Starring Swara Bhaskar, Ayushman Saxena, Pradhuman Singh
Directed by Nikhil Bhat
Rating: ****(4 stars)
Imagine –and imagination plays a pivotal part in this provocative coming-of-age series—if Sushmita Sen , the sexy teacher in Main Hoon Na walked out of Farha Khan’s neverland to land in Meerut to teach English in a school filled with curious adolescents of both sexes.
Rashbhari walks on that thin line between erotic and sleazy .It succeeds in making the theme of sexaual awakening stimulating and graceful. Of course it helps that the actors are fully into it,so much so that they seem to have reached the location long before the screenplay was written.
Swara Bhaskar is sure to give her right-wing fans goosebumps in her part as the seductive educationist whose approach to teaching is wildly con-conformist. She provides lessons to her students far beyond her classroom. In a sequence that is bound to raise more eyebrows Swara’s teacher educates the film’s young hero Nand(Ayushman Saxena) and his girlfriend (RashmiAgdekar) in the art of foreplay.
But here’s the thing. A sequence such as above , or the one where Nandu goes to a prostitute to lose his virginity only to discover that ‘she’ is a transgender, is done not to shock us or sensationalize the subject of sexual objectification . The theme of student-fantasy and the impact a beautiful sophisticated women has on the small town, is captured with ease fluency warmth and humour.
Writer Shantanu Shrivastava and director Nikhil Bhat never forego the basic dignity and grace of the characters even when their libido is doing all the talking. There is a sequence where Nand and his father (the ever-dependable Chittaranjan Tripthy) argue outside the teacher’s door about wasting time and money on tuition. The minute she opens the door the father is putty in in the teacher’s hand.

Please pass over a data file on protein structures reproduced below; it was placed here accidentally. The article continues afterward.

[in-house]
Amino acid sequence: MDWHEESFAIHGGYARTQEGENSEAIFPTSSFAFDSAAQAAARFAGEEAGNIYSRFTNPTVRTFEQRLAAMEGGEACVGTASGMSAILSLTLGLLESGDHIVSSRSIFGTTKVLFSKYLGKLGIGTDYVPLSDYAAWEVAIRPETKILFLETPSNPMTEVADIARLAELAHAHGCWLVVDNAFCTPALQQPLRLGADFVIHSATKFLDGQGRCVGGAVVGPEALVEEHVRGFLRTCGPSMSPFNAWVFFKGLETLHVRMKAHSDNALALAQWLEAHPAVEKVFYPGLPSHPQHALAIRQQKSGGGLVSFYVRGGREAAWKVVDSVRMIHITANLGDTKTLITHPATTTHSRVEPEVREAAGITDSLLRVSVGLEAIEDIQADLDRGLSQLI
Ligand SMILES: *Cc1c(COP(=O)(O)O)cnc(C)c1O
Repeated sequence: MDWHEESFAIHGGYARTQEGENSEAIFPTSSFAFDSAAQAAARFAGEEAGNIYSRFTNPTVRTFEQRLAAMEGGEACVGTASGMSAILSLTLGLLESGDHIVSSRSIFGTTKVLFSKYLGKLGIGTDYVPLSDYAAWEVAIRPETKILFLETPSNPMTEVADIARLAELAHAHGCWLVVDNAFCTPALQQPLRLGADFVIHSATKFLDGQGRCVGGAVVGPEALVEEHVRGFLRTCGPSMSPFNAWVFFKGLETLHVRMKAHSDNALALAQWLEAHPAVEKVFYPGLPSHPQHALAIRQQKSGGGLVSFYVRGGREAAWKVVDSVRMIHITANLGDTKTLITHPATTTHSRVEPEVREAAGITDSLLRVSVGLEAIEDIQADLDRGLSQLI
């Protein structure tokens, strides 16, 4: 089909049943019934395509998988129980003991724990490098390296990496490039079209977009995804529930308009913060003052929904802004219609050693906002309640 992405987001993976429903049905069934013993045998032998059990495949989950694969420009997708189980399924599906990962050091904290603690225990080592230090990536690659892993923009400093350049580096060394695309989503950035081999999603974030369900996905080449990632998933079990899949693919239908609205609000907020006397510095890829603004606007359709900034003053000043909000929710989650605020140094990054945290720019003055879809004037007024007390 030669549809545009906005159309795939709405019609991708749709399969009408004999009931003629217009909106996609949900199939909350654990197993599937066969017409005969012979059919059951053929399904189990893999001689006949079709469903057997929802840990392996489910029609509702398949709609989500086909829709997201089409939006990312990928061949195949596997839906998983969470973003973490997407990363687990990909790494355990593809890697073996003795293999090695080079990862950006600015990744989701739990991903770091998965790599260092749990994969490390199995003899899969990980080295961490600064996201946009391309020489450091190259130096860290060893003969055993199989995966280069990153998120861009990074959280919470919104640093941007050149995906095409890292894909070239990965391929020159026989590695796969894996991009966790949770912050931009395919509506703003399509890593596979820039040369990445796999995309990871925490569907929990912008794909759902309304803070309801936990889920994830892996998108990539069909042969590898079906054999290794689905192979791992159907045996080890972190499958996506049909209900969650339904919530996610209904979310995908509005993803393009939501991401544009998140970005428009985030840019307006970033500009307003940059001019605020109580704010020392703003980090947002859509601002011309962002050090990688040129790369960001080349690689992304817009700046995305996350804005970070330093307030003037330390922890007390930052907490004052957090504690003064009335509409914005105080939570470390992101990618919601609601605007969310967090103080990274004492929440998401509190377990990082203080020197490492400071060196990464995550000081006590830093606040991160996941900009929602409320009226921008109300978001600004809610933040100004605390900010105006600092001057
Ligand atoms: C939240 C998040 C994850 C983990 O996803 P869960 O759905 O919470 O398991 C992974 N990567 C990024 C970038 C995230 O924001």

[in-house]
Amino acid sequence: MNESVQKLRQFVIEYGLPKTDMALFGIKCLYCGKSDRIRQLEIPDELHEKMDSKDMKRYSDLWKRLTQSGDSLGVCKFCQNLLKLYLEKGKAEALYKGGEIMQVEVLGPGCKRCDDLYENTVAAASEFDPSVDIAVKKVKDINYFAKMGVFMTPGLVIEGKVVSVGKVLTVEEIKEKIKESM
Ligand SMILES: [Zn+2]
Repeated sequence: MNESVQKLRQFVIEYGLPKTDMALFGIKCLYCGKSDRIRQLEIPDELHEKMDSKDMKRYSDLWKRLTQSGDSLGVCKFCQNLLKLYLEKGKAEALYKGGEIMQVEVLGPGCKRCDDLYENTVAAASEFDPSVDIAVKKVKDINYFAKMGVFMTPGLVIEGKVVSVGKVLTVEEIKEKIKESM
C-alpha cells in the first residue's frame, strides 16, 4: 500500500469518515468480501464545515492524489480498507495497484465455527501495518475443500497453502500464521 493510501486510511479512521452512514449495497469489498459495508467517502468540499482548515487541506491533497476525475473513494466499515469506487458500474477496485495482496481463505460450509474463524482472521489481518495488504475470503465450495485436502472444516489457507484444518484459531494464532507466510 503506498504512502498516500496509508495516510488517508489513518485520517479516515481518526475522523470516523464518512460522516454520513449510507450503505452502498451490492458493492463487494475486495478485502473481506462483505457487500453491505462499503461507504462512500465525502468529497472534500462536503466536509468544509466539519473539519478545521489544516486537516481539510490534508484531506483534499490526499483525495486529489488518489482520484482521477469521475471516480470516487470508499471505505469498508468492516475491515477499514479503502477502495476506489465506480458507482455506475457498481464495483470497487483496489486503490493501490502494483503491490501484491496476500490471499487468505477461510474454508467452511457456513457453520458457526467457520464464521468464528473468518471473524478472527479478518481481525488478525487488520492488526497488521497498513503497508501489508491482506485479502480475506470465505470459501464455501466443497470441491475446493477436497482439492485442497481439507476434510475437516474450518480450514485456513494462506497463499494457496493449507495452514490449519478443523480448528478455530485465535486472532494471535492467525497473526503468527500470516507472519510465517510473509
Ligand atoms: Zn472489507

Interestingly the writer invents a saucy doppelganger for Shanoo, a tawaif from the past ‘Rasbhari’ who is so unabashed in her sexual advances she makes the pleasure of verbal intercourse sound like sexual intercourse. Swara is equally adept playing both the parts making sure not to go overboard with the sexual suggestions in either avatar.
The writing goes a long way in controlling the film’s titillating flavour from going out of control. Though at times the plot tends to get somewhat bloated with self-importance(check out the film’s unspoken critique against moral policing) Rasbhari is remarkably tempered in tone avoiding an aggressive style of storytelling to let the characters grow with the flow.
What comes across strongly is the woman’s right to be what she is, to wear what she wants and go where her heart takes her without slotting her as a slut. There are brief pre-credit flashbacks into Shanoo’s childhood where her brother is shown to be instinctively favoured by her parents. Somewhere the rebellious streak in a woman is shown to colour not the woman’s life but the live of those she touches.